Forbidden Stories and Amnesty International requested that the Citizen Lab undertake an independent peer review of a sample of their forensic evidence and their general forensic methodology. We were provided with iTunes backups of several devices and a separate methodology brief, and independently validated that Amnesty International’s forensic methodology correctly identified infections with NSO’s Pegasus spyware.
Search Results for: Pegasus
New York Times journalist Ben Hubbard was targeted with NSO Group’s Pegasus spyware via a June 2018 SMS message promising details about “Ben Hubbard and the story of the Saudi Royal Family.” The SMS contained a hyperlink to a website used by a Pegasus operator that we call KINGDOM. We have linked KINGDOM to Saudi Arabia. In 2018, KINGDOM also targeted Saudi dissidents including Omar Abdulaziz, Ghanem al-Masarir, and Yahya Assiri, as well as a staff member at Amnesty International.
The Citizen Lab has sent an open letter to Francisco Partners in light of the apparent misuse of NSO Group’s technology– a company in which we believe Francisco Partners has a majority stake– and to request timely action in regards to issues raised in previous correspondence.
In this post, we develop new Internet scanning techniques to identify 45 countries in which operators of NSO Group’s Pegasus spyware may be conducting operations.
Ron Deibert joins Al Jazeera to discuss the history of NSO Group’s Pegasus technology and why the expansive commercial spyware market deserves closer scrutiny and regulatory oversight.
Candiru is a secretive Israel-based company that sells spyware exclusively to governments. Using Internet scanning, we identified more than 750 websites linked to Candiru’s spyware infrastructure. We found many domains masquerading as advocacy organizations such as Amnesty International, the Black Lives Matter movement, as well as media companies, and other civil-society themed entities.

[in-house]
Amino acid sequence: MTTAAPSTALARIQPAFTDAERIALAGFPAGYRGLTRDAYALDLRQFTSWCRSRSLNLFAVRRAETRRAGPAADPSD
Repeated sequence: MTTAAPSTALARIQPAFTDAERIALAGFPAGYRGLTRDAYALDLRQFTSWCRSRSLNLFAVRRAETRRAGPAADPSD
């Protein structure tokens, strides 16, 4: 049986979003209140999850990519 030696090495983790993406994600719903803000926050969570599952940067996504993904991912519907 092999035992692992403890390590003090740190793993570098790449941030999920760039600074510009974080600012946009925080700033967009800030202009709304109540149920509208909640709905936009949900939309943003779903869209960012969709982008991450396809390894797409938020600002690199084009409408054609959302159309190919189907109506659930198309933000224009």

In its most recent response to the Citizen Lab regarding the The Great iPwn report, NSO Group extended an invitation to meet and discuss the Citizen Lab’s concerns and NSO Group’s “program” in more detail. We do not believe this invitation is made in good faith and have declined.
As highlighted by a coalition of human rights organizations in a letter to NSO Group released today, NSO Group continues to fail in human rights compliance. The company has fallen far short of numerous promises and commitments it made, in particular with regards to transparency and its human rights due diligence framework.
The Citizen Lab’s response to the questionnaire of the U.N. Working Group on the use of mercenaries on the provision of military and security products and services in cyber space by cyber mercenaries and related actors and its human rights impact.
Since 2016, the Citizen Lab has published numerous reports regarding the use of Pegasus spyware against human rights defenders, journalists, politicians, and other members of civil society. Despite these findings, NSO Group has failed to substantively engage or respond to the research presented by the Citizen Lab and other organizations.